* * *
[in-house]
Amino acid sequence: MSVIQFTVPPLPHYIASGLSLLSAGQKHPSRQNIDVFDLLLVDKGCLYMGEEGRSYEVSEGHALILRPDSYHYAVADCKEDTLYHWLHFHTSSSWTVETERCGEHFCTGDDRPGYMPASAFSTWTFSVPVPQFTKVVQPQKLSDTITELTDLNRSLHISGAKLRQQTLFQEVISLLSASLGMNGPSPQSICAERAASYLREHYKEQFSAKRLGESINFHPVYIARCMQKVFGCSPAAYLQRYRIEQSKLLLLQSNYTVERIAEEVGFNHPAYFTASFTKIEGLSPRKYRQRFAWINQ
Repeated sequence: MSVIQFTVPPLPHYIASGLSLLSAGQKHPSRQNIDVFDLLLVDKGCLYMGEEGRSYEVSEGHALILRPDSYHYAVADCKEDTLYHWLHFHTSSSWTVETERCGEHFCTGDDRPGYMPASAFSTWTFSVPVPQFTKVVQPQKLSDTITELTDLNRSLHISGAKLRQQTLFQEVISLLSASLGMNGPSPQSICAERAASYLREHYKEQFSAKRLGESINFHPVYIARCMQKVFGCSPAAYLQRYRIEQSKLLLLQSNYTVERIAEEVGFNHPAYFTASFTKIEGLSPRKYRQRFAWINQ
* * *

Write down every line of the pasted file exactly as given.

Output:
[in-house]
Amino acid sequence: MSVIQFTVPPLPHYIASGLSLLSAGQKHPSRQNIDVFDLLLVDKGCLYMGEEGRSYEVSEGHALILRPDSYHYAVADCKEDTLYHWLHFHTSSSWTVETERCGEHFCTGDDRPGYMPASAFSTWTFSVPVPQFTKVVQPQKLSDTITELTDLNRSLHISGAKLRQQTLFQEVISLLSASLGMNGPSPQSICAERAASYLREHYKEQFSAKRLGESINFHPVYIARCMQKVFGCSPAAYLQRYRIEQSKLLLLQSNYTVERIAEEVGFNHPAYFTASFTKIEGLSPRKYRQRFAWINQ
Repeated sequence: MSVIQFTVPPLPHYIASGLSLLSAGQKHPSRQNIDVFDLLLVDKGCLYMGEEGRSYEVSEGHALILRPDSYHYAVADCKEDTLYHWLHFHTSSSWTVETERCGEHFCTGDDRPGYMPASAFSTWTFSVPVPQFTKVVQPQKLSDTITELTDLNRSLHISGAKLRQQTLFQEVISLLSASLGMNGPSPQSICAERAASYLREHYKEQFSAKRLGESINFHPVYIARCMQKVFGCSPAAYLQRYRIEQSKLLLLQSNYTVERIAEEVGFNHPAYFTASFTKIEGLSPRKYRQRFAWINQ